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Paperback | $22.00 Short | £15.95 | ISBN: 9780262516334 | 264 pp. | 6 x 9 in | 3 figures| August 2011
 

Carbon Coalitions

Business, Climate Politics, and the Rise of Emissions Trading

Overview

Over the past decade, carbon trading has emerged as the industrialized world's primary policy response to global climate change despite considerable controversy. With carbon markets worth $144 billion in 2009, carbon trading represents the largest manifestation of the trend toward market-based environmental governance. In Carbon Coalitions, Jonas Meckling presents the first comprehensive study on the rise of carbon trading and the role business played in making this policy instrument a central pillar of global climate governance.

Meckling explains how a transnational coalition of firms and a few market-oriented environmental groups actively promoted international emissions trading as a compromise policy solution in a situation of political stalemate. The coalition sidelined not only environmental groups that favored taxation and command-and-control regulation but also business interests that rejected any emissions controls. Considering the sources of business influence, Meckling emphasizes the importance of political opportunities (policy crises and norms), coalition resources (funding and legitimacy,) and political strategy (mobilizing state allies and multilevel advocacy).

Meckling presents three case studies that represent milestones in the rise of carbon trading: the internationalization of emissions trading in the Kyoto Protocol (1989–2000); the creation of the EU Emissions Trading System (1998–2008); and the reemergence of emissions trading on the U.S. policy agenda (2001–2009). These cases and the theoretical framework that Meckling develops for understanding the influence of transnational business coalitions offer critical insights into the role of business in the emergence of market-based global environmental governance.

About the Author

Jonas Meckling is a Postdoctoral Fellow at the Belfer Center for Science and International Affairs, Harvard University.

Endorsements

"Carefully researched, wide-ranging, and accessibly written, Carbon Coalitions makes an important contribution to a rapidly growing literature both on business and global environmental governance, and on climate governance in particular. It provides an immensely useful and detailed political analysis of the rise of carbon trading and in doing so pulls together an interesting and diverse range of literatures on, for example, international relations, social movements, and varieties of capitalism."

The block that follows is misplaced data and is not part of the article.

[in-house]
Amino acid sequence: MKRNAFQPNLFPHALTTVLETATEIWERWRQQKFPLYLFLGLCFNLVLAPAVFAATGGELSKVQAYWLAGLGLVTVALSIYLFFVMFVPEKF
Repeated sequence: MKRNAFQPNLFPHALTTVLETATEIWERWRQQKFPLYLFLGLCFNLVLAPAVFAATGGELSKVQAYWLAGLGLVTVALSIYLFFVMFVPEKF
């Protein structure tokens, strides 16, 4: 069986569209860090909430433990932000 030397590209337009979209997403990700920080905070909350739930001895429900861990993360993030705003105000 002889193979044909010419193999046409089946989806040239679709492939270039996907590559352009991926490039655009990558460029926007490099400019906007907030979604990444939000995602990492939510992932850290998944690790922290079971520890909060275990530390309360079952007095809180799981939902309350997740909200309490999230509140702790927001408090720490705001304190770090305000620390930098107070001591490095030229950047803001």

Peter Newell, Professor of International Relations, University of Sussex

"Jonas Meckling provides the most detailed examination of carbon trading I have yet seen. What we gain from reading this book is a clearer understanding of business influencethe author's goal is not to explain climate change outcomes per se, but to explain the conditions under which business influence made a difference to those outcomes."
Virginia Haufler, Department of Government and Politics, University of Maryland

"In Carbon Coalitions, Jonas Meckling provides a clear and precise account of the emergence and scope of carbon markets, and the factors influencing their evolution. This is a must-read book for anyone wanting to know more about this complex new world of global climate change governance."
Kate O'Neill, Associate Professor, Department of Environmental Science, Policy and Management, University of California at Berkeley

"Jonas Meckling's Carbon Coalitions makes an important contribution to our understanding of business influence in international environmental policymaking. With rich empirical detail and theoretical sophistication, the book makes a convincing case that business coalitions were a decisive force in the rise of carbon markets as a dominant governance mechanism for addressing climate change."
Jennifer Clapp, CIGI Chair in Global Environmental Governance and Professor, Balsillie School of International Affairs and Environment and Resource Studies Department, University of Waterloo